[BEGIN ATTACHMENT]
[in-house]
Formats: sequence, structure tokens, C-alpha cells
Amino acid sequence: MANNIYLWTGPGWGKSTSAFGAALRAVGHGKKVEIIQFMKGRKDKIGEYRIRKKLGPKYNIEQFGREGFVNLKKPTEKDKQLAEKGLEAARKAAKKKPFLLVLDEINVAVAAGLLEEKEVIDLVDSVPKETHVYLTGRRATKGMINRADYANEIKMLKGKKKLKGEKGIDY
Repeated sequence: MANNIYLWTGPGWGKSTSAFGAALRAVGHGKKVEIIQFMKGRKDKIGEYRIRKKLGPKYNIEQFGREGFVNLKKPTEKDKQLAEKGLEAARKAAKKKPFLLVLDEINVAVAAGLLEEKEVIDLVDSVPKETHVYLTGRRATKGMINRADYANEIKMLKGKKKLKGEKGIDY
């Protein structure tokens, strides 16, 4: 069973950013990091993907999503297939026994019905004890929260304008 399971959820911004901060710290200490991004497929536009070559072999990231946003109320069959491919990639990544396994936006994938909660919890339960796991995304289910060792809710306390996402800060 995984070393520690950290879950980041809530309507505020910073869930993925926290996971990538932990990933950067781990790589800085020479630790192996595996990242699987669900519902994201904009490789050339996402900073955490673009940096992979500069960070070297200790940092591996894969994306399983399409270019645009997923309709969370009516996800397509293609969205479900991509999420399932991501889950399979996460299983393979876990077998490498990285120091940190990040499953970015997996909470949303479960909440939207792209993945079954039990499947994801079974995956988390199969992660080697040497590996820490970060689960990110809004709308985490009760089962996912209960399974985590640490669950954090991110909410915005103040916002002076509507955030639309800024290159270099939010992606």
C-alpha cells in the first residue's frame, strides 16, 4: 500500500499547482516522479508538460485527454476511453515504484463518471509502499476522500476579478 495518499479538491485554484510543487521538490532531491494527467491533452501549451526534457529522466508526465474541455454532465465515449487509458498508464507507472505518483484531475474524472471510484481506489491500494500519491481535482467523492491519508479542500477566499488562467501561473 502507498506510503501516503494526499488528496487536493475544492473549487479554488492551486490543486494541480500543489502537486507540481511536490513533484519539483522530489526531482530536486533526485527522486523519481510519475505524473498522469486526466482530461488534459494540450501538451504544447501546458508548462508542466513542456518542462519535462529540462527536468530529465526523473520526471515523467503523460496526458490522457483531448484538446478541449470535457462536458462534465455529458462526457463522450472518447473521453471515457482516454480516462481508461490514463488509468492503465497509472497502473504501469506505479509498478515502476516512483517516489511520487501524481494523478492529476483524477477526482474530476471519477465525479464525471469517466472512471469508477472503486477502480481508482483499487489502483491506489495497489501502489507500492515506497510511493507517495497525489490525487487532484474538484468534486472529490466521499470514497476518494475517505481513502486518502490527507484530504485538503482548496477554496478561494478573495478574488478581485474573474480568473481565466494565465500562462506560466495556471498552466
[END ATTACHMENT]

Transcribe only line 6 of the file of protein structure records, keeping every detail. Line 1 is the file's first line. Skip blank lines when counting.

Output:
C-alpha cells in the first residue's frame, strides 16, 4: 500500500499547482516522479508538460485527454476511453515504484463518471509502499476522500476579478 495518499479538491485554484510543487521538490532531491494527467491533452501549451526534457529522466508526465474541455454532465465515449487509458498508464507507472505518483484531475474524472471510484481506489491500494500519491481535482467523492491519508479542500477566499488562467501561473 502507498506510503501516503494526499488528496487536493475544492473549487479554488492551486490543486494541480500543489502537486507540481511536490513533484519539483522530489526531482530536486533526485527522486523519481510519475505524473498522469486526466482530461488534459494540450501538451504544447501546458508548462508542466513542456518542462519535462529540462527536468530529465526523473520526471515523467503523460496526458490522457483531448484538446478541449470535457462536458462534465455529458462526457463522450472518447473521453471515457482516454480516462481508461490514463488509468492503465497509472497502473504501469506505479509498478515502476516512483517516489511520487501524481494523478492529476483524477477526482474530476471519477465525479464525471469517466472512471469508477472503486477502480481508482483499487489502483491506489495497489501502489507500492515506497510511493507517495497525489490525487487532484474538484468534486472529490466521499470514497476518494475517505481513502486518502490527507484530504485538503482548496477554496478561494478573495478574488478581485474573474480568473481565466494565465500562462506560466495556471498552466